Time for a real negotiation to start in Stormont talks, urges Mary-Lou McDonald

Mary-Lou McDonald has urged that a “real negotiation starts” as talks to agree the return of devolved government in Northern Ireland continue.

The Sinn Fein president called for a “step change” in the pace of the talks at Stormont following weeks of discussions between the parties in the region.

“We have had two weeks now of very constructive dialogue,” she said.

“Sinn Fein has engaged in this process fully and constructively and we believe that it has been helpful and now we need to move to a real negotiation.

“Now we need to move beyond discussion and we need to move to a process which will actually allow us to resolve the outstanding issues, that means that we need to see a step change in terms of the pace and momentum of the talks, it means we need to get beyond broad discussion and into the arena of negotiating and of agreement.

“We have said from the beginning that we are here to get a deal, to do the business, we do believe that this is decision time, we believe that this process led by the two governments has raised expectations that the outstanding rights issues will be resolved, has raised expectations that sustainable powersharing can be established and a system of government that serves the needs of every citizen.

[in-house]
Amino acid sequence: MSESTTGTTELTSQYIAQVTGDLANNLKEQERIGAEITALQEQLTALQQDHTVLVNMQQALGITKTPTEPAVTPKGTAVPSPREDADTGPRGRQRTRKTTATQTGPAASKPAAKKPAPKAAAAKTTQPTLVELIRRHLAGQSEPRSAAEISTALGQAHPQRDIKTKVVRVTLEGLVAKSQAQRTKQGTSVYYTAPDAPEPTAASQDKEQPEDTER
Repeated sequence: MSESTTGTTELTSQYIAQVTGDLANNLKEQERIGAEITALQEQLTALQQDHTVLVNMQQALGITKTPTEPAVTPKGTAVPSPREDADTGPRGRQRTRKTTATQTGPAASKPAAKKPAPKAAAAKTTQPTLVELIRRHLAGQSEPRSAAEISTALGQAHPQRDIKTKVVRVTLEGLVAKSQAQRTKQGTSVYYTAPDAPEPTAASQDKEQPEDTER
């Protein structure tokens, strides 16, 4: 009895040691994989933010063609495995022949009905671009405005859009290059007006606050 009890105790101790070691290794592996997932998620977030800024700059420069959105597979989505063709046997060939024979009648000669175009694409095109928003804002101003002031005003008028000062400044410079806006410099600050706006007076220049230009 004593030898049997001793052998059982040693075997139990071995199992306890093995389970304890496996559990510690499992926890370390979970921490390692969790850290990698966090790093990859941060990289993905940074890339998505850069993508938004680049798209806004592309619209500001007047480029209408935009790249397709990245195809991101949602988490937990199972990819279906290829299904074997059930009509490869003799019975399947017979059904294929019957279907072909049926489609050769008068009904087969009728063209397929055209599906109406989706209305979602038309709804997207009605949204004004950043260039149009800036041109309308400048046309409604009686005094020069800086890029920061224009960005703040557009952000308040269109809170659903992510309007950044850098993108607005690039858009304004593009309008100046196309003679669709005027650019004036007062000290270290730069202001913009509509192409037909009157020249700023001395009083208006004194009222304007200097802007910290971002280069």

“The current stalemate is unacceptable and unsustainable and there needs to be a radical step change to resolve the outstanding issues. We are here to ensure that people have sustainable government, one that makes room for every citizen” @MaryLouMcDonald speaking to media today pic.twitter.com/TEOmlMFluP

— Sinn Féin (@sinnfeinireland) June 6, 2019

“We have always said that is doable, that’s our position and that’s our belief but it does require leadership and it does require political will.

“So next week needs to look very different from this week, there needs to be a radical step change and we are here to resolve the issues to ensure that people have sustainable powersharing, that people have good government, government that makes room for every citizen, we’re up for that and I think that next week the test will be for the two governments and the other parties as to whether they are up for that too.”

Powersharing government at Stormont has been collapsed for more than two years following the break down in relations between Northern Ireland’s leading parties the DUP and Sinn Fein.

Ulster powersharing
Ulster powersharing

Those parties remain split over the place of the Irish language in society, abortion and the recognition of same-sex marriage.

Numerous attempts to reach a resolution have ended without success.